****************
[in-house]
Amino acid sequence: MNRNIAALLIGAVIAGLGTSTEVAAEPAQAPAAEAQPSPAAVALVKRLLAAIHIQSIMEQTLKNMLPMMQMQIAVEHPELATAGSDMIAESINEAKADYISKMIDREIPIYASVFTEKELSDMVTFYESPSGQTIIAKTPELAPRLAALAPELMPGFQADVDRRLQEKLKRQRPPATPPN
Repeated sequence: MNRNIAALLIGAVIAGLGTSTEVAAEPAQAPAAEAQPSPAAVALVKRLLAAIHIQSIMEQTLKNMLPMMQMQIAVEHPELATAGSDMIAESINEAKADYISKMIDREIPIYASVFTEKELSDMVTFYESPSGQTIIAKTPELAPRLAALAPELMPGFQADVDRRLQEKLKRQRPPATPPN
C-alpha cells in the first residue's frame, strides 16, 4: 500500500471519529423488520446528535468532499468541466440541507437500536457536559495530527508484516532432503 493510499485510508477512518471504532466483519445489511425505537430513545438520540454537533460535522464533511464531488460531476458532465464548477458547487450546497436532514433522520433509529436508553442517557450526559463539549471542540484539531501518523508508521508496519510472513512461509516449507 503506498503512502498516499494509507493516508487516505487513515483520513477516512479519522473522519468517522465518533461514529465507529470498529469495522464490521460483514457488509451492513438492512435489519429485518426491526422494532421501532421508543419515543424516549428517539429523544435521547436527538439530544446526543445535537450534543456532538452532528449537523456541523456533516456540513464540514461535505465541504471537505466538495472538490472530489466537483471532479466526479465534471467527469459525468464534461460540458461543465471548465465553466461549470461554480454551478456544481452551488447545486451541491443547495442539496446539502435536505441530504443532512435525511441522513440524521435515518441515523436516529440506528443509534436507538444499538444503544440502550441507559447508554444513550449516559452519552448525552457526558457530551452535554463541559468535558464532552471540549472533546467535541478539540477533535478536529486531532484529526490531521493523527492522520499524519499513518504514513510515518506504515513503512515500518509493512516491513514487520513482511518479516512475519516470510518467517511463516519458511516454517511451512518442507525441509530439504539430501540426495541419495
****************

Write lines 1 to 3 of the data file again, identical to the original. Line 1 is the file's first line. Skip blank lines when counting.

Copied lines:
[in-house]
Amino acid sequence: MNRNIAALLIGAVIAGLGTSTEVAAEPAQAPAAEAQPSPAAVALVKRLLAAIHIQSIMEQTLKNMLPMMQMQIAVEHPELATAGSDMIAESINEAKADYISKMIDREIPIYASVFTEKELSDMVTFYESPSGQTIIAKTPELAPRLAALAPELMPGFQADVDRRLQEKLKRQRPPATPPN
Repeated sequence: MNRNIAALLIGAVIAGLGTSTEVAAEPAQAPAAEAQPSPAAVALVKRLLAAIHIQSIMEQTLKNMLPMMQMQIAVEHPELATAGSDMIAESINEAKADYISKMIDREIPIYASVFTEKELSDMVTFYESPSGQTIIAKTPELAPRLAALAPELMPGFQADVDRRLQEKLKRQRPPATPPN